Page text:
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ctbeth replied to BJKuehn's response:
Hi BJ,

I do not have an implanted (pump) reservoir system.

Just FYI, the opiate solution goes intot he epidural space and sort-of bathes the spinal nerves; it does not go into the spinal cord.

I did speak to my MD about it. He says that he doesn't recommend them for patients other-than terminal cancer, as his experience is that tolerance develops too quickly, and this makes reverting to by mouth opiate meds ineffective.

This is just one MD's statement, and I was okay with it, as I really wasn't seriously considering it, just wanted to consider options.

You may have said, and I don't recall- what is your pain syndrome? You don't have to answer- just wondering.

I hope that we all can get some relief,

BethH
 
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BJKuehn responded:
CTBeth, Cillie and Annette:
Thanks so much for the feedback. Sorry for not getting back sooner, but finally have a buyer for the house (hallelujah!). I'm in a significant increase of pain due to packing and such, and I doubt the search for a new home is helping much. I've decided to pack a little each day and come June 29, we should be good to go -- but where is a question now. Have a purchase agreement pending with one seller - hopefully they'll accept the offer. Keep your collective fingers and toes crossed for us.
My Pain doc gave me some Ultram for break through pain -- it's helping a bit, but I know I've probably got more diagnostics to come soon. The Osteopathic doc feels that I've got additional impingement of nerves due to my left arm and shoulder hurting with that overwhelming nerve pain into the fingers. He doesn't know however if its due to disc problems or more likely scarring from the past 6 excursions into my neck. But its an addition to my underlying problem. Also, having significant pelvic pain -- I think it may be pelvic prolapse. I'll keep doing Kegel's til after the move when I can see a gynecol. doc. Aaarrrrgghh! It's always something, isn't it? My husband is a hospice social worker and he tells me that I'm on a similar drug regime as some of his terminal patients. That's cheery. Morphine Sulf. ER, Neurontin, Effexor, Nadalol, Amlodipine Besy., Temazipam, Zolpidem, and a partridge on a pear tree! You all must have your own special cocktails, too. I'm just so tired of being sick, taking meds, seeing docs, inability to have much of a simple thing called life...just having a pity party and you all were invited. Sorry. It's just dealing with a major life change (moving) in addition to Chronic pain -- this to shall pass, right?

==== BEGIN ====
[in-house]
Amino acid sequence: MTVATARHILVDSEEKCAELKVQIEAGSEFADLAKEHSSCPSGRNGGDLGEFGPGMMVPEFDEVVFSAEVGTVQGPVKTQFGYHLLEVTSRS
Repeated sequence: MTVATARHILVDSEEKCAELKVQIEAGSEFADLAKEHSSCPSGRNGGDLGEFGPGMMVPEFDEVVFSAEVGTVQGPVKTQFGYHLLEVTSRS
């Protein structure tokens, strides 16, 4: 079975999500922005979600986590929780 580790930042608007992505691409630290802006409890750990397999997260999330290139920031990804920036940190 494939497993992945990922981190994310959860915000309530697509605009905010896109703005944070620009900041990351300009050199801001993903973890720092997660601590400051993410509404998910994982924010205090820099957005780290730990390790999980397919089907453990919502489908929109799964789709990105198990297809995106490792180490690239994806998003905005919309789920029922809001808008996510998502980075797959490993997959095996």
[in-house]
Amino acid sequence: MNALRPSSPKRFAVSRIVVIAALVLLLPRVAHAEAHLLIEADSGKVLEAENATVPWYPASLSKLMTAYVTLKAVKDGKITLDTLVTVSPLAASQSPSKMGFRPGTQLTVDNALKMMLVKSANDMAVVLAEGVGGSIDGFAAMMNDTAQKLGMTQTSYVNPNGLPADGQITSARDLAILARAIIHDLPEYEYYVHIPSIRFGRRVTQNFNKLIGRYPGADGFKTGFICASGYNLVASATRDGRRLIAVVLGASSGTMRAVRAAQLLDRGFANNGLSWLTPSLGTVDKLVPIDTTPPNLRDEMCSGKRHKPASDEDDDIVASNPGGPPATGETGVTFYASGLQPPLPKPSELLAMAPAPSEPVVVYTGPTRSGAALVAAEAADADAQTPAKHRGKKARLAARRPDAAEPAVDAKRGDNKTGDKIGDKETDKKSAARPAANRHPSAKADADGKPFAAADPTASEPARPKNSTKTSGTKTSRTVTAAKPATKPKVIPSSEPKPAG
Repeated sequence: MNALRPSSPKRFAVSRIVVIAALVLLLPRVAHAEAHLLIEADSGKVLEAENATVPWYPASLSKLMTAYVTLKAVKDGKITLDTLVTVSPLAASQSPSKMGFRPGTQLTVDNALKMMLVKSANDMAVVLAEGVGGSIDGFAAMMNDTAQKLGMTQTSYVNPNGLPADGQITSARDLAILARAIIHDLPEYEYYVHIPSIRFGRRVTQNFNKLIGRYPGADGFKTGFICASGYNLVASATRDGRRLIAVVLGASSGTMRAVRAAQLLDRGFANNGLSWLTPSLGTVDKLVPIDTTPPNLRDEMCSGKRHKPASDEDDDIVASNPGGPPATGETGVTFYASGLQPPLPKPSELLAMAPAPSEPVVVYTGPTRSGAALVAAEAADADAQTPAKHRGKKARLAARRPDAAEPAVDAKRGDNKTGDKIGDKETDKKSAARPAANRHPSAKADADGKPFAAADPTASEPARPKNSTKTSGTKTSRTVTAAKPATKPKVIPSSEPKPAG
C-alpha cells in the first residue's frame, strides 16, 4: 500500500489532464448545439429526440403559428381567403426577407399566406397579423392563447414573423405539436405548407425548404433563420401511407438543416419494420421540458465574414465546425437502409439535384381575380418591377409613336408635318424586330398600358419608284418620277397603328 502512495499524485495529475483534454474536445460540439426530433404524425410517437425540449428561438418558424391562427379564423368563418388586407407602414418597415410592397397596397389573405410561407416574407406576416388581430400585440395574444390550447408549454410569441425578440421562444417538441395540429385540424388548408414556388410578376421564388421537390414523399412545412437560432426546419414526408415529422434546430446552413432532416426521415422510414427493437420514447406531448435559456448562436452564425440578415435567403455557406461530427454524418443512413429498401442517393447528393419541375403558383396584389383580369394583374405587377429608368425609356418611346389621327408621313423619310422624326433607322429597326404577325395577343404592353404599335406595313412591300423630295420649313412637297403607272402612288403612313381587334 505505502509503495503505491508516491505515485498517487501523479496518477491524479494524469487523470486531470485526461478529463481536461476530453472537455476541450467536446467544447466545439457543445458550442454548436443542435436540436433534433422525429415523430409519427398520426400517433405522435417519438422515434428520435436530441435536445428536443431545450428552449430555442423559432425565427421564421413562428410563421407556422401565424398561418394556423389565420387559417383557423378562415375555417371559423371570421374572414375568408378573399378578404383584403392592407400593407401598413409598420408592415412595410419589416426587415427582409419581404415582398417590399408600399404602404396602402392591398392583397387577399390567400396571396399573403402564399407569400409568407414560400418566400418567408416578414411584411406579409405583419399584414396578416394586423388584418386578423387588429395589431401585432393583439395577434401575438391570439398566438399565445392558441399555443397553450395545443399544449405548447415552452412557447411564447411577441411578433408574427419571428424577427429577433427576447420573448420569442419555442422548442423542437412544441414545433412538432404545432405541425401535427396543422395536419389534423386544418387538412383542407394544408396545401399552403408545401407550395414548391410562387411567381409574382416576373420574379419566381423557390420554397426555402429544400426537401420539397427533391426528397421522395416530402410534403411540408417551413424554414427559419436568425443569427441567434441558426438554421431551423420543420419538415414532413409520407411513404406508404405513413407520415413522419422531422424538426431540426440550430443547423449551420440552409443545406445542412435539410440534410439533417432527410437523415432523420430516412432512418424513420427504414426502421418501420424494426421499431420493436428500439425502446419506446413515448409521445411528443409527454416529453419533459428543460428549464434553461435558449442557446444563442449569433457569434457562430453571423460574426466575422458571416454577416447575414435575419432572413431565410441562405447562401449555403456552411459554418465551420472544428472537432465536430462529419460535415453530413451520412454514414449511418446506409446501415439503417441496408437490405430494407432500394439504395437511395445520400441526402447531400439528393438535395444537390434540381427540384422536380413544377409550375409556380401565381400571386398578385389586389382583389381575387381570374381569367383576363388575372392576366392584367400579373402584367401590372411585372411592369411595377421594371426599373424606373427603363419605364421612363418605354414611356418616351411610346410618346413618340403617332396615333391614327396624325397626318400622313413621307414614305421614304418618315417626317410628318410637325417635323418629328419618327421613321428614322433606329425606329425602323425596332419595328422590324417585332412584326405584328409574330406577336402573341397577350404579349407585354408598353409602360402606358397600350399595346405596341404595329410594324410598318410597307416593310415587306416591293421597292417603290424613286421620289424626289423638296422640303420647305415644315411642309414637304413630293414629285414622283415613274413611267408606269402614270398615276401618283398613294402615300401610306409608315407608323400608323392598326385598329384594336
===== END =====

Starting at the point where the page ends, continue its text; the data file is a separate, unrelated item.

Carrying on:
Bless all of you as my comrades in pain. May your lives be filled with something MORE than pain. One really, really good thing I'm trying to focus on is my new grandbaby girl, Kylie. She struggled into this life and her first few weeks were lived in NICU. If she can do it, Grandma's got to.

bye for now
 
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annette030 replied to BJKuehn's response:
Congrats on selling your house. Onwards and upwards!!!!

No worries, you will be fine.

Congrats also on the new grandbaby!!!

Take care, Annette
 
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tuloud54 replied to BJKuehn's response:
Hi BJ, I had a pain pump put in Nov,2012.After stopping work in Nov 08 I have been through the gauntlet with meds that didn't work,doctors that could care less and spending money that I did not have,I opted for the pump.I am only 58 but would rather live another quality 15yrs then just exist for 30 more. My pump has been incredibly effective. Dilaudid and clonidine combo really has given me my life back.Still have pain but once you have had severe pain,you tend to appreciate some relief more.I also had Humana and paid $100 total for surgery. I now have a computer to give myself up to 3 doses extra if needed. I take no pills and need nothing more.I would not recommend this for everyone but when I honestlt would rather die to be out of pain then live,the decision was easy for me.I see a great dr every 2 to 3 months and have been blessed.Pls stay strong for your loved ones and DO NOT overdue the physical stuff.Painfully.Tom
 
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BJKuehn replied to ctbeth's response: